The other day I visited Michael Bierut, whose design firm, Pentagram, has drawn the maps that accompany the new bike-share program. Pentagram’s New York office faces Madison Square Park. Mr. Bierut remembered when the plaza program started to take over the pedestrian-unfriendly territory where Broadway crosses Fifth Avenue, just next to the park. Traffic patterns improved, but he still thought the city was nuts to create plazas from concrete islands marooned between busy boulevards when there was already, right there, one of the most gorgeous parks in the city.
“Was I wrong,” he said, laughing.
The plazas outside his building are mobbed on warm days, with people even toting Shake Shack burgers out of the park to sit next to all the traffic — partly for the view (the Flatiron building one way, the Empire State Building the other) but also for the reason people gravitate to Trafalgar Square in London or the Piazza del Campo in Siena, Italy.
To be in the middle of things.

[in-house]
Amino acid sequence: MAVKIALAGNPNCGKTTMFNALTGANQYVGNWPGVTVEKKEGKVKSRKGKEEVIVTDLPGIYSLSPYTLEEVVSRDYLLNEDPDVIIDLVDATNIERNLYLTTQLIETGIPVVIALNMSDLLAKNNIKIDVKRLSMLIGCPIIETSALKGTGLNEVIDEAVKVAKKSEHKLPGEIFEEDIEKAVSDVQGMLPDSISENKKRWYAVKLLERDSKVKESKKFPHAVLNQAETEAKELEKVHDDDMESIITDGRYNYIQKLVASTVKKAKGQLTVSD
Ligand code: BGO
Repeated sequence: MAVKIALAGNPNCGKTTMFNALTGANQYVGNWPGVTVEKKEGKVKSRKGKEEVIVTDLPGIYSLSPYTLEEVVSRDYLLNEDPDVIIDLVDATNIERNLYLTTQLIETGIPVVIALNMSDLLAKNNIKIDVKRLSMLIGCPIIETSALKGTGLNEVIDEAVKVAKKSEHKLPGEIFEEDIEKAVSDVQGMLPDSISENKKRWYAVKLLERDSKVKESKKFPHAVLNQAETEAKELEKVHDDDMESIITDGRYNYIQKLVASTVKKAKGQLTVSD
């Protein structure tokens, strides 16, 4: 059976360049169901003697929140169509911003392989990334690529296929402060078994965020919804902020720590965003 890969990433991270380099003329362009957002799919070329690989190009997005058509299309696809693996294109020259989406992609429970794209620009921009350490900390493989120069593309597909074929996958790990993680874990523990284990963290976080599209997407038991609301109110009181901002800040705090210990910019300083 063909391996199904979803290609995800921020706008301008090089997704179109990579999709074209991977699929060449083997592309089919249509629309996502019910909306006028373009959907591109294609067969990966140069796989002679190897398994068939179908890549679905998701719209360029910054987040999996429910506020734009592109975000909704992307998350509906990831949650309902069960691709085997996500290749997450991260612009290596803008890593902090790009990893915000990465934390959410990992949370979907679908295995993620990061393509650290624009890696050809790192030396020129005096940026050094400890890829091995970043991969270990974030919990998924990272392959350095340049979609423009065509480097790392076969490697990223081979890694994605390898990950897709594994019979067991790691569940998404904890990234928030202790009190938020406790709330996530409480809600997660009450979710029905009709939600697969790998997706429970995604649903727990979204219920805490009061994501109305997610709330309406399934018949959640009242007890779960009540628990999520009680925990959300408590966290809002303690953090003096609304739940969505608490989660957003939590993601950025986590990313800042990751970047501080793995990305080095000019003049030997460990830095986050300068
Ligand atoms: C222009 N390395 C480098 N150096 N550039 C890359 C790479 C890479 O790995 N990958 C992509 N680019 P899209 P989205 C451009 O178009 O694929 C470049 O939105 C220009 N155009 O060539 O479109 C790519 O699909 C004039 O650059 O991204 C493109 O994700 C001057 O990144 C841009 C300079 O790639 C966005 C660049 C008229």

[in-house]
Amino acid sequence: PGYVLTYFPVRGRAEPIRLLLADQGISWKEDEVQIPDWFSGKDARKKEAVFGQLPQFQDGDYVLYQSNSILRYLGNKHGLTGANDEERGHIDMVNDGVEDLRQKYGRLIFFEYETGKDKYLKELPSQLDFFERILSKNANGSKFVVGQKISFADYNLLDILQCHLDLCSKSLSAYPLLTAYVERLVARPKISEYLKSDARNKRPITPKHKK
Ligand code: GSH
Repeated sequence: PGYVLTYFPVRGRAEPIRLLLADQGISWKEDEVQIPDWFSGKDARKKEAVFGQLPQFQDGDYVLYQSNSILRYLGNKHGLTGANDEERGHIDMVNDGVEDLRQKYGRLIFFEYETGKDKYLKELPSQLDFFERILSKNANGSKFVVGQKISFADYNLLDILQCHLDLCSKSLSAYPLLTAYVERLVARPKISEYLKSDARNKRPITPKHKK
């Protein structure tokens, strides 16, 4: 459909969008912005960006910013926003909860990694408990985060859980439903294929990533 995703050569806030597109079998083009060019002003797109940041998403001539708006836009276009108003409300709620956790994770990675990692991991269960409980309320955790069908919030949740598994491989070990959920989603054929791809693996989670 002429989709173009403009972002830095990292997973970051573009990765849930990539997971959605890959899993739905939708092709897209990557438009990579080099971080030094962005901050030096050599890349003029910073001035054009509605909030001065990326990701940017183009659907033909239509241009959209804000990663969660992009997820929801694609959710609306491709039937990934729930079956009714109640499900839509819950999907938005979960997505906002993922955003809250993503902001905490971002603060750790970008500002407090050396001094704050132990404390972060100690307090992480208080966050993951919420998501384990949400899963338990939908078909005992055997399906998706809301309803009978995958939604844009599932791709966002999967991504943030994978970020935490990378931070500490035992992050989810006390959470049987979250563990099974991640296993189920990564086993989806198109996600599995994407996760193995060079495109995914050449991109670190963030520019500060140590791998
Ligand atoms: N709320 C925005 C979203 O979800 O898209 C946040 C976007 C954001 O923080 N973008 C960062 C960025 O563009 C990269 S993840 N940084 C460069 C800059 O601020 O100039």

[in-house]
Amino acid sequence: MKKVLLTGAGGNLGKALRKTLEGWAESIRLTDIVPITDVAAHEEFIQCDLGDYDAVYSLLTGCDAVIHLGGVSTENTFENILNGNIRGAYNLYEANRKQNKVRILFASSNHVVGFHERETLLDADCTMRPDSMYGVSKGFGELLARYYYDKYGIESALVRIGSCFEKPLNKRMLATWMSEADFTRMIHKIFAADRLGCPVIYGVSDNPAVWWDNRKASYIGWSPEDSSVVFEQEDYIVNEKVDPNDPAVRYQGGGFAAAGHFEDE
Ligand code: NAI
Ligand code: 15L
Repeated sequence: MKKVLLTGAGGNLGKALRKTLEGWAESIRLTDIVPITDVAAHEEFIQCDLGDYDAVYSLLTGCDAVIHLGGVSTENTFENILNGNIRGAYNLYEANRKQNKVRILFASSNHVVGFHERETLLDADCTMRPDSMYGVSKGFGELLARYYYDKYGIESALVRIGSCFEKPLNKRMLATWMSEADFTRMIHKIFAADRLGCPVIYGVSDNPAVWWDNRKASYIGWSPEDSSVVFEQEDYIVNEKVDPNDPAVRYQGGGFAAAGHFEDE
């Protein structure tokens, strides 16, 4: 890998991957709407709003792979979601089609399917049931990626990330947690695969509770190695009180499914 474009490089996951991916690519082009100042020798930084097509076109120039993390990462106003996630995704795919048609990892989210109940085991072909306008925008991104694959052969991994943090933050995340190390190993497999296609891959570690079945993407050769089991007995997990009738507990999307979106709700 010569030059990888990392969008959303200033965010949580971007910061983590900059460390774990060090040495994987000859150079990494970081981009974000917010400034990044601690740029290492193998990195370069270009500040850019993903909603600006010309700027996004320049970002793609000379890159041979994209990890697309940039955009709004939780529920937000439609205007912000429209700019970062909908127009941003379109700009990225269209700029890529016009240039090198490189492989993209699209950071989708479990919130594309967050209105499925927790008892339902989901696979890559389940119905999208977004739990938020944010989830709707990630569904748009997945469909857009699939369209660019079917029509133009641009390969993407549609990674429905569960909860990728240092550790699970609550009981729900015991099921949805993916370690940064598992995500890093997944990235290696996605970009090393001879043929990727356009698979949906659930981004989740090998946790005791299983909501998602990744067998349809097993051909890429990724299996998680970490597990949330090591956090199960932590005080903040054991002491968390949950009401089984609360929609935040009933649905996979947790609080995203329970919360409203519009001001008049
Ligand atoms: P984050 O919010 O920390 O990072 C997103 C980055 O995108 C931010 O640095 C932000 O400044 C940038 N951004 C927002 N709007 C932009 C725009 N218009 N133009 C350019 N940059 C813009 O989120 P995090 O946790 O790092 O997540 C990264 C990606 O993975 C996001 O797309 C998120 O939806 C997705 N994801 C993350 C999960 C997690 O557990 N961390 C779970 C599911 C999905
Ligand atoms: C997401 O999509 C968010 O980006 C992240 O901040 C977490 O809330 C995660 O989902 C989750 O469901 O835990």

“It’s why we congregate near the kitchen at a dinner party instead of in the living room,” said Andy Wiley-Schwartz, who directs the Department of Transportation’s plaza program. “That’s where you see people coming and going to the fridge to grab a beer and watch stuff happen.”
Nationwide, people moving downtown want to be in on the mix, too; they want pedestrian-friendly streets, parks and plazas. And smart cities are responding, like Dallas, whose Klyde Warren Park opened downtown last year atop the Woodall Rodgers Freeway, where it burrows for a few merciful blocks below ground. The place was buzzing when I passed by one recent weekend. In Phoenix, where nearly half of all city lots are vacant, the mayor, Greg Stanton, lately chose an empty 15-acre parcel — an eyesore in the heart of town — for an urban park and garden where nearby residents, mostly immigrants, can grow vegetables, for their own tables or to sell at local farmers’ markets.
And in San Francisco, the city government has been renting out curbside parking spaces, long term, on the condition they be turned into parklets. Most involve little more than benches and shrubs. But the best have become elaborate interventions, with landscaping, platforms, even mini-mini-golf. I spent a morning watching kids play and adults sunbathe in a parklet outside Fourbarrel Coffee on Valencia Street. Los Angeles and Philadelphia, among others, have recently started parklet programs. New York is trying it out, too.